Behavioral counseling to promote a healthy lifestyle for cardiovascular disease prevention in persons with cardiovascular risk factors an updated systematic evidence review for the U.S. Preventive Services Task Force
CONCLUSIONS: Medium- and high-intensity diet and physical activity behavioral counseling in overweight or obese persons with CVD risk factors resulted in consistent improvements across a variety of important cardiovascular intermediate health outcomes up to 2 years. High-intensity combined lifestyle...
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Agency for Healthcare Research and Quality
August 2014, 2014
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|Summary:||CONCLUSIONS: Medium- and high-intensity diet and physical activity behavioral counseling in overweight or obese persons with CVD risk factors resulted in consistent improvements across a variety of important cardiovascular intermediate health outcomes up to 2 years. High-intensity combined lifestyle counseling reduced diabetes incidence in the longer term. The applicability of these findings depends largely on the availability of intensive counseling in practice and real-world fidelity and adherence to these interventions|
Intensive diet-only counseling interventions primarily in persons with dyslipidemia who are not yet taking medications can also modestly lower total (k=8) and LDL (k=7) cholesterol at 12 to 24 months. In contrast, medium-intensity (k=8) physical activity-only counseling interventions (k=10) did not appear to improve intermediate CVD outcomes at 12 to 24 months. Findings from trials that could not be included in quantitative analyses were generally consistent with pooled findings. Key Question 3. Do healthy lifestyle counseling interventions improve diet and physical activity behavioral outcomes in adults with known CVD risk factors? Overall, objectively measured and self-reported changes in dietary intake and physical activity were concordant with intermediate outcome findings. Only three of the 61 trials that reported behavioral outcomes did not also report intermediate health outcomes.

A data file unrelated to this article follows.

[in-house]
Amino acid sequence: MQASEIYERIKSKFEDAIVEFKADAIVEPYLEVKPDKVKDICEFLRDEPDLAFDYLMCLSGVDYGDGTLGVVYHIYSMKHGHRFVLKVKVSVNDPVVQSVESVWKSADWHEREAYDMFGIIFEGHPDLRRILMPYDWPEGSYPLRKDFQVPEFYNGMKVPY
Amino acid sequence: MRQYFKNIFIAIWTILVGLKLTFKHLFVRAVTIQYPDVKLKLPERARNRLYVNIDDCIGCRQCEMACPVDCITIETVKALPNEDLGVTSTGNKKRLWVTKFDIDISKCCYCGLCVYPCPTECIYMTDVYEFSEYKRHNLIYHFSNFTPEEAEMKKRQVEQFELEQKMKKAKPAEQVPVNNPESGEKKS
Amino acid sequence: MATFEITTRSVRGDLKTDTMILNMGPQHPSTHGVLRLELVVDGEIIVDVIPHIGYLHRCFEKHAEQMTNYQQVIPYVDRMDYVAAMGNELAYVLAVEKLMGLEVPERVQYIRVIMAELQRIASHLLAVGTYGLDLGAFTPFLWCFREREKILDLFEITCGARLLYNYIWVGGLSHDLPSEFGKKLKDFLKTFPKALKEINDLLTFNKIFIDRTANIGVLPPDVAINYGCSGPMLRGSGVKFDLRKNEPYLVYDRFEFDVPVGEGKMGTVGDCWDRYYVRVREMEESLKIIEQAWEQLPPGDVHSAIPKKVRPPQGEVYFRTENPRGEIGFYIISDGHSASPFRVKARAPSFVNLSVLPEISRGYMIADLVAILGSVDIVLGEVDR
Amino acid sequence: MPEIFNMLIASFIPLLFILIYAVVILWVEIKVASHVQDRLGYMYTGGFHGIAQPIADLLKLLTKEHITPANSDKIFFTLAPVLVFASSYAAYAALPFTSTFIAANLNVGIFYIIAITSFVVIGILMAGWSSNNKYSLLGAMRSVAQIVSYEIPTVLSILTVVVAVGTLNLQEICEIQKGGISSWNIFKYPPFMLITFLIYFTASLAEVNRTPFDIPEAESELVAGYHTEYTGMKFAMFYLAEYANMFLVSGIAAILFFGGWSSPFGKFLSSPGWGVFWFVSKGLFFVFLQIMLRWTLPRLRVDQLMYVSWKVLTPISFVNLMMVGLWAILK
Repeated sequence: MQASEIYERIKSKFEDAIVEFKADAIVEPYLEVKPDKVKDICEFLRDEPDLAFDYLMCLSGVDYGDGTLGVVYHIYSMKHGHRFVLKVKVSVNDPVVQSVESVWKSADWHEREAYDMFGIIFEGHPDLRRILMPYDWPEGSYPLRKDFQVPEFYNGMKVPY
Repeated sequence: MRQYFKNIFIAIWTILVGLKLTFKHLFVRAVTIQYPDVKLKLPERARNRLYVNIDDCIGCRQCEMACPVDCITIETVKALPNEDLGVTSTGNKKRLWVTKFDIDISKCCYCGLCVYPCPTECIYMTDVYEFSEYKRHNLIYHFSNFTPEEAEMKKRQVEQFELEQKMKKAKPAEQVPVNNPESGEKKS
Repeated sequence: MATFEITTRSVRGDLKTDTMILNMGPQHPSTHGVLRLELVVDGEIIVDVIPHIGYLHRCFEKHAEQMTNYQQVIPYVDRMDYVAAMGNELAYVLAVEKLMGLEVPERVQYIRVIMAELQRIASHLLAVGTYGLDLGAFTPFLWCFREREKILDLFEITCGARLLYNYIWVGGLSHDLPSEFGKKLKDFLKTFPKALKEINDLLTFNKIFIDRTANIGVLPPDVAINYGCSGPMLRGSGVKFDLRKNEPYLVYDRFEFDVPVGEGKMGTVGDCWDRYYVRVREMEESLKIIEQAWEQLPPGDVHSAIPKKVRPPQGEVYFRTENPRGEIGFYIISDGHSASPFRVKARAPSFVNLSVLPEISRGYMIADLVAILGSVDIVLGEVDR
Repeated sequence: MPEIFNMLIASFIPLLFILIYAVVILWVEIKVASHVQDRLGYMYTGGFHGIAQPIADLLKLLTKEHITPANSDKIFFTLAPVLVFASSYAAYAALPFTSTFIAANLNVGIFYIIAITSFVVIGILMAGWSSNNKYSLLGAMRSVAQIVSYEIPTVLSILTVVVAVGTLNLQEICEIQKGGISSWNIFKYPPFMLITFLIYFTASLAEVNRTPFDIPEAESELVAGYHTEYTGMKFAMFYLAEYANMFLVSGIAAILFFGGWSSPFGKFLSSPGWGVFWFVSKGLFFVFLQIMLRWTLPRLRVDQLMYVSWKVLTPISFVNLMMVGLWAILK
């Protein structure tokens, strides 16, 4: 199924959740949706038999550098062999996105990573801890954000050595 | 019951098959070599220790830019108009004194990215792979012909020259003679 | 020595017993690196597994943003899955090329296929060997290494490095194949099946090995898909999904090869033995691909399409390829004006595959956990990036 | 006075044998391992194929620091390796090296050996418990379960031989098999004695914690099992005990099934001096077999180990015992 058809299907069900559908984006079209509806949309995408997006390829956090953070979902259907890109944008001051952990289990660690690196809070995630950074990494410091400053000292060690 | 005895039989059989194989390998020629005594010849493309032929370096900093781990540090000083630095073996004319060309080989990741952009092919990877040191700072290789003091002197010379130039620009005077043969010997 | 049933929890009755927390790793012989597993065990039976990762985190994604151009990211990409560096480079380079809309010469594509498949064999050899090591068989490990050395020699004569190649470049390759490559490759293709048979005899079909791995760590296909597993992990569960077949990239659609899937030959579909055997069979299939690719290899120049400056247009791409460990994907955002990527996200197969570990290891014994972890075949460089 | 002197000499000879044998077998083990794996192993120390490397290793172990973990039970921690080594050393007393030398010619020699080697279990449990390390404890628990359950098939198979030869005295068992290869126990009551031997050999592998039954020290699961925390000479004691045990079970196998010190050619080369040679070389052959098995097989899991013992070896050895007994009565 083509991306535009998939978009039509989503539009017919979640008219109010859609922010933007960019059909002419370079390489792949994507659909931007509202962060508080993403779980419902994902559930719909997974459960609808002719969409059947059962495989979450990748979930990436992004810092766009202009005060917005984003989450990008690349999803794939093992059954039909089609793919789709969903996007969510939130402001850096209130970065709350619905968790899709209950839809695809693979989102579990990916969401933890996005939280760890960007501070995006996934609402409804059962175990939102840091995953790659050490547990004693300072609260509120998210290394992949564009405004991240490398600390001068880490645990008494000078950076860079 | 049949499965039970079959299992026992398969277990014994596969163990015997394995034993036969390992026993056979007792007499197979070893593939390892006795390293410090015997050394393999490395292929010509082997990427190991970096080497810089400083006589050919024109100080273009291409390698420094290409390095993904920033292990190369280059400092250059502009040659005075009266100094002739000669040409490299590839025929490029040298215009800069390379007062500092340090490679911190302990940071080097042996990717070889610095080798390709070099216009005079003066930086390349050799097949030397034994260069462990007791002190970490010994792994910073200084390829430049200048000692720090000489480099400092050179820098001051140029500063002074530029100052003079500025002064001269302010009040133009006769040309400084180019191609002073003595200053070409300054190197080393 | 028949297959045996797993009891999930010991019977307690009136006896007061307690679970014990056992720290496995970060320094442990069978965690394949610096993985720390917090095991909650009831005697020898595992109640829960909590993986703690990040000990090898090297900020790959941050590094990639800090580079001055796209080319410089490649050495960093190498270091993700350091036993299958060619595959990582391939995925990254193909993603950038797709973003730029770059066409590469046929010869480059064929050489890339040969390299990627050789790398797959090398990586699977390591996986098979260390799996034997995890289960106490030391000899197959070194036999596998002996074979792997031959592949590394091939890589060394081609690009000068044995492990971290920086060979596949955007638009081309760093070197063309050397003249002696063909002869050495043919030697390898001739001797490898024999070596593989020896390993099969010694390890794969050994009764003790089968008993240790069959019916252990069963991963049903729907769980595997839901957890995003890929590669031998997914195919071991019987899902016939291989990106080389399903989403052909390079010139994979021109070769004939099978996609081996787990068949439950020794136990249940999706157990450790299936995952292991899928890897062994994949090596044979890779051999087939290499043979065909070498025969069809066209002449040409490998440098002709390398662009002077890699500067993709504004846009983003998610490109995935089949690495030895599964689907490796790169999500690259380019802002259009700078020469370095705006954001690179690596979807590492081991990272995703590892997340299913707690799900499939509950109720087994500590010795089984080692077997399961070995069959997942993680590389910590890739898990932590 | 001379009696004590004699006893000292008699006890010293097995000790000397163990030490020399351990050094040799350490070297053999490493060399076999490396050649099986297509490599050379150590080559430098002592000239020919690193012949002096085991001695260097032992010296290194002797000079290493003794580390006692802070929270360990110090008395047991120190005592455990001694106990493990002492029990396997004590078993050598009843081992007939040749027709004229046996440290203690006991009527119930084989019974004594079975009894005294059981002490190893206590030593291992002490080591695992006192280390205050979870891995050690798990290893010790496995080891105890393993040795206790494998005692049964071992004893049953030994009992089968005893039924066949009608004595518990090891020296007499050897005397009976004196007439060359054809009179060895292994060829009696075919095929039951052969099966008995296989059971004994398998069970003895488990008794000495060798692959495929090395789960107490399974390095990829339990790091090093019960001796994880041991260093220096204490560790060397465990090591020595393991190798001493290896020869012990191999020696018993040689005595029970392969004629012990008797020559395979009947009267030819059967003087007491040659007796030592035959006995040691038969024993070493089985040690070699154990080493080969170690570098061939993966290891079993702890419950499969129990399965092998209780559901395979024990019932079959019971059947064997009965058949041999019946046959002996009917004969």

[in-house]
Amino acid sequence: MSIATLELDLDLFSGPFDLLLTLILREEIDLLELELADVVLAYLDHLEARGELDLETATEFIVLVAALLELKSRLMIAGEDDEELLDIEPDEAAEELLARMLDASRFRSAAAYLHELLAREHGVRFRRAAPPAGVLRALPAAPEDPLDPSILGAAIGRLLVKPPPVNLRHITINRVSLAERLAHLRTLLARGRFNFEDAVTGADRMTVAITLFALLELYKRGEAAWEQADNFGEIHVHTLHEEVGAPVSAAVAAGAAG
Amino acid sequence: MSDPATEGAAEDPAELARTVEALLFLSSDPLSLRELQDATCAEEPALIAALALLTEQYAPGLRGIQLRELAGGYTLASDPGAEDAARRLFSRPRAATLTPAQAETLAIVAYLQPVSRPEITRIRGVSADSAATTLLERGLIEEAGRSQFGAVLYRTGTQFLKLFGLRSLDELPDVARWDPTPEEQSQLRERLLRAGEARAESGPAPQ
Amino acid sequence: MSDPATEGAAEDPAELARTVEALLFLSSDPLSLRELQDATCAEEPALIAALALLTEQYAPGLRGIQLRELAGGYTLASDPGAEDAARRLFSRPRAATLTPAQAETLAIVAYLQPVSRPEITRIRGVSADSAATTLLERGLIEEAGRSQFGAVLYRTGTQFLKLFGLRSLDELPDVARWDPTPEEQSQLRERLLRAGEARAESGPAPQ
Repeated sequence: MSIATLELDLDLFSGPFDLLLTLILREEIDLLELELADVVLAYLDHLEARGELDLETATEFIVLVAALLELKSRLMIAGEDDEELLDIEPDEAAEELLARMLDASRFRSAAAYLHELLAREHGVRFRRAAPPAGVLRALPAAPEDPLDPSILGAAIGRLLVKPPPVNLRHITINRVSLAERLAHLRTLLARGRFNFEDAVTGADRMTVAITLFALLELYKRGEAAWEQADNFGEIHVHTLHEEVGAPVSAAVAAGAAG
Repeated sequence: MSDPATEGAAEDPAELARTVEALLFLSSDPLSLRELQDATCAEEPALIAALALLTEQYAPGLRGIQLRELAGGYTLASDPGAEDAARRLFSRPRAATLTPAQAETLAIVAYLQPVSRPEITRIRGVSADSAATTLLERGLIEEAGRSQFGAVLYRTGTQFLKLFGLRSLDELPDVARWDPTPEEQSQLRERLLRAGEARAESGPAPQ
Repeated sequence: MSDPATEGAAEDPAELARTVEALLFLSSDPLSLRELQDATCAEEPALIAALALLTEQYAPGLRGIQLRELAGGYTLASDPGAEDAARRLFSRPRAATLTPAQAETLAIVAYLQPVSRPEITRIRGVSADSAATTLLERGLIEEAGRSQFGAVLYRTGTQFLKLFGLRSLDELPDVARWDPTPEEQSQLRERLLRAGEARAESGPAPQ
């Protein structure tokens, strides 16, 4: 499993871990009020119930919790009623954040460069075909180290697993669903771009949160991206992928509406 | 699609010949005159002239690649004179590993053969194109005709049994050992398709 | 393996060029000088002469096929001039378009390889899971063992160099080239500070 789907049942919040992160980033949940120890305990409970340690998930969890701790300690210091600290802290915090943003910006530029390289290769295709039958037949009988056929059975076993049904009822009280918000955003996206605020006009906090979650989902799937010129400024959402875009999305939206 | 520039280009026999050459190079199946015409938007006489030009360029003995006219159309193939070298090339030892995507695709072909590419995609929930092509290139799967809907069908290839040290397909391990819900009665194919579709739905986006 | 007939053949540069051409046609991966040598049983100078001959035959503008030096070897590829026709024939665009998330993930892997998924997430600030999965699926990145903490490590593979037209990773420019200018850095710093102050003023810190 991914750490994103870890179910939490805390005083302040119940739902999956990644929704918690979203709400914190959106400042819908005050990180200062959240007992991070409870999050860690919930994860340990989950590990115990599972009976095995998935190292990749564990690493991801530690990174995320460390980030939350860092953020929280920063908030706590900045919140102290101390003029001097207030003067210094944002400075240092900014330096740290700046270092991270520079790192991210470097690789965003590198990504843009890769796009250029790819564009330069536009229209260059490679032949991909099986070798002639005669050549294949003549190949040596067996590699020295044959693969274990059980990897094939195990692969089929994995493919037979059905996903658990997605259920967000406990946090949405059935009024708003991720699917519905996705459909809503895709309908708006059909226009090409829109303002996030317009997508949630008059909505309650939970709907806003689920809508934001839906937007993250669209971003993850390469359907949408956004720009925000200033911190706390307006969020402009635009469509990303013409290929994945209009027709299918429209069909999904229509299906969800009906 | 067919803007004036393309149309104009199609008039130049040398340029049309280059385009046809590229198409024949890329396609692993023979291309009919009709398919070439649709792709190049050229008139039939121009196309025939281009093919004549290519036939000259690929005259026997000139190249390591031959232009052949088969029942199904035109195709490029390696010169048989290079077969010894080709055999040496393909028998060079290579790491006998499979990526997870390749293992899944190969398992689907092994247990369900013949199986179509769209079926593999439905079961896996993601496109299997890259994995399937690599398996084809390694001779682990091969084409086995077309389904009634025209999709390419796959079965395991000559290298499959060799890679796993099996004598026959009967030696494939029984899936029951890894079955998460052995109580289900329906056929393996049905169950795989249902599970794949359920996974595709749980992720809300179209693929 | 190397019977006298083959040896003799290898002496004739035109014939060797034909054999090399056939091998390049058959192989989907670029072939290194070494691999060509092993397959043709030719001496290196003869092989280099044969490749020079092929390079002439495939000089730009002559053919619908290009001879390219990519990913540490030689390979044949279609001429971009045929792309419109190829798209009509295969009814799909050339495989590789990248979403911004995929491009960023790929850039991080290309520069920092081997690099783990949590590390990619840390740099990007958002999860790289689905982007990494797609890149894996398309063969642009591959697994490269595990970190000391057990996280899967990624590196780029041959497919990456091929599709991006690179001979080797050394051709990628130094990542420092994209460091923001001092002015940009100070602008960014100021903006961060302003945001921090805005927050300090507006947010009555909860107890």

Overall, harms (or lack thereof) were not commonly reported (k=10). In general, included interventions did not have significant adverse effects, except for two persons who had serious events resulting from physical activity in one trial targeting older adults. Reported increases in carbohydrate intake (k=8) were accompanied by dietary improvements in fat, saturated fat, fiber, or fruits and vegetables, without an overall increase in sugar or total calories consumed. LIMITATIONS: Only a small subset of trials reported patient health outcomes, longer-term followup of intermediate and behavioral outcomes, and harms. We were unable to identify important contributors to statistical heterogeneity other than gross categorizations of type of population or intervention.
PURPOSE: We conducted a systematic evidence review of the benefits and harms of behavioral counseling interventions to prevent cardiovascular disease (CVD) in persons with established risk factors to assist the U.S. Preventive Services Task Force (USPSTF) in updating its previous recommendation statements. DATA SOURCES: We searched MEDLINE, PsycInfo, the Database of Abstracts of Reviews of Effects, and the Cochrane Central Register of Controlled Trials from 2001 through October 2013 to locate relevant trials for all key questions published since the previous reviews in support of prior recommendations. We supplemented our searches with reference lists from relevant existing systematic reviews, suggestions from experts, and information from Clinicaltrials.gov to identify ongoing trials. STUDY SELECTION: Two investigators independently reviewed 7,218 abstracts and 553 articles against a set of a priori inclusion criteria.